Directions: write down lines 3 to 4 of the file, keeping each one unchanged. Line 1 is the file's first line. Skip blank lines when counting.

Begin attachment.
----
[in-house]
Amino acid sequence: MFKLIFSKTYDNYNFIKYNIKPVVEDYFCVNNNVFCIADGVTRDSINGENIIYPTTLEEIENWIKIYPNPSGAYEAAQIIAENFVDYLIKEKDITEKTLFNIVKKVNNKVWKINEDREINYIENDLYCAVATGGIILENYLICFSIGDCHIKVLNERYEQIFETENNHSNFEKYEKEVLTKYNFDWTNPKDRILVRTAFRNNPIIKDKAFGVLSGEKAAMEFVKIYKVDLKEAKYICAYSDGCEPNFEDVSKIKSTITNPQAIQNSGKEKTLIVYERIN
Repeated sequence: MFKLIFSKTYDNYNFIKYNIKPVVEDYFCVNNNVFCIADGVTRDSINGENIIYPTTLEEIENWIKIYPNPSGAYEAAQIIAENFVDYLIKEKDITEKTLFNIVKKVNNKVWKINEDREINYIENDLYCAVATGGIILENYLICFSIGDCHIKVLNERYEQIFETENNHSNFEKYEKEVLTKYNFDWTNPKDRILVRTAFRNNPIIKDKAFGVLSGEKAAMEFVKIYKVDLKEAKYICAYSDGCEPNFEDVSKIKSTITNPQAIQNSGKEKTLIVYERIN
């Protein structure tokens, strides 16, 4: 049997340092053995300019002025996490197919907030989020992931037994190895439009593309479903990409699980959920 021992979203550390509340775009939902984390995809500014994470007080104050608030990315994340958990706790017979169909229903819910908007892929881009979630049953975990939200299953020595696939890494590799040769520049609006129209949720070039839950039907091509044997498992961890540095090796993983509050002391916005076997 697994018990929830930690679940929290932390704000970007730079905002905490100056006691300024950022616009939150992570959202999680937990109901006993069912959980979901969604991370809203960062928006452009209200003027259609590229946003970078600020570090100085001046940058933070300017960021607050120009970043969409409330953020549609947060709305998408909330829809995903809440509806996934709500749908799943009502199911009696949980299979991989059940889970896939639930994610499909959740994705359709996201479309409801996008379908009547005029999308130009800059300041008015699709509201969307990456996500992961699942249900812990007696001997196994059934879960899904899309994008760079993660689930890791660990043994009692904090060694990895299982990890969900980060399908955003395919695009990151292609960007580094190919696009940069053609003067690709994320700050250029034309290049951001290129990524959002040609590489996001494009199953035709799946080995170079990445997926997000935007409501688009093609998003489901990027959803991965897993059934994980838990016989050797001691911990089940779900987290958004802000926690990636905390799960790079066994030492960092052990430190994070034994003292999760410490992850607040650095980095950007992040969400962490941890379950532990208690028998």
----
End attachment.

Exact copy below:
Repeated sequence: MFKLIFSKTYDNYNFIKYNIKPVVEDYFCVNNNVFCIADGVTRDSINGENIIYPTTLEEIENWIKIYPNPSGAYEAAQIIAENFVDYLIKEKDITEKTLFNIVKKVNNKVWKINEDREINYIENDLYCAVATGGIILENYLICFSIGDCHIKVLNERYEQIFETENNHSNFEKYEKEVLTKYNFDWTNPKDRILVRTAFRNNPIIKDKAFGVLSGEKAAMEFVKIYKVDLKEAKYICAYSDGCEPNFEDVSKIKSTITNPQAIQNSGKEKTLIVYERIN
């Protein structure tokens, strides 16, 4: 049997340092053995300019002025996490197919907030989020992931037994190895439009593309479903990409699980959920 021992979203550390509340775009939902984390995809500014994470007080104050608030990315994340958990706790017979169909229903819910908007892929881009979630049953975990939200299953020595696939890494590799040769520049609006129209949720070039839950039907091509044997498992961890540095090796993983509050002391916005076997 697994018990929830930690679940929290932390704000970007730079905002905490100056006691300024950022616009939150992570959202999680937990109901006993069912959980979901969604991370809203960062928006452009209200003027259609590229946003970078600020570090100085001046940058933070300017960021607050120009970043969409409330953020549609947060709305998408909330829809995903809440509806996934709500749908799943009502199911009696949980299979991989059940889970896939639930994610499909959740994705359709996201479309409801996008379908009547005029999308130009800059300041008015699709509201969307990456996500992961699942249900812990007696001997196994059934879960899904899309994008760079993660689930890791660990043994009692904090060694990895299982990890969900980060399908955003395919695009990151292609960007580094190919696009940069053609003067690709994320700050250029034309290049951001290129990524959002040609590489996001494009199953035709799946080995170079990445997926997000935007409501688009093609998003489901990027959803991965897993059934994980838990016989050797001691911990089940779900987290958004802000926690990636905390799960790079066994030492960092052990430190994070034994003292999760410490992850607040650095980095950007992040969400962490941890379950532990208690028998």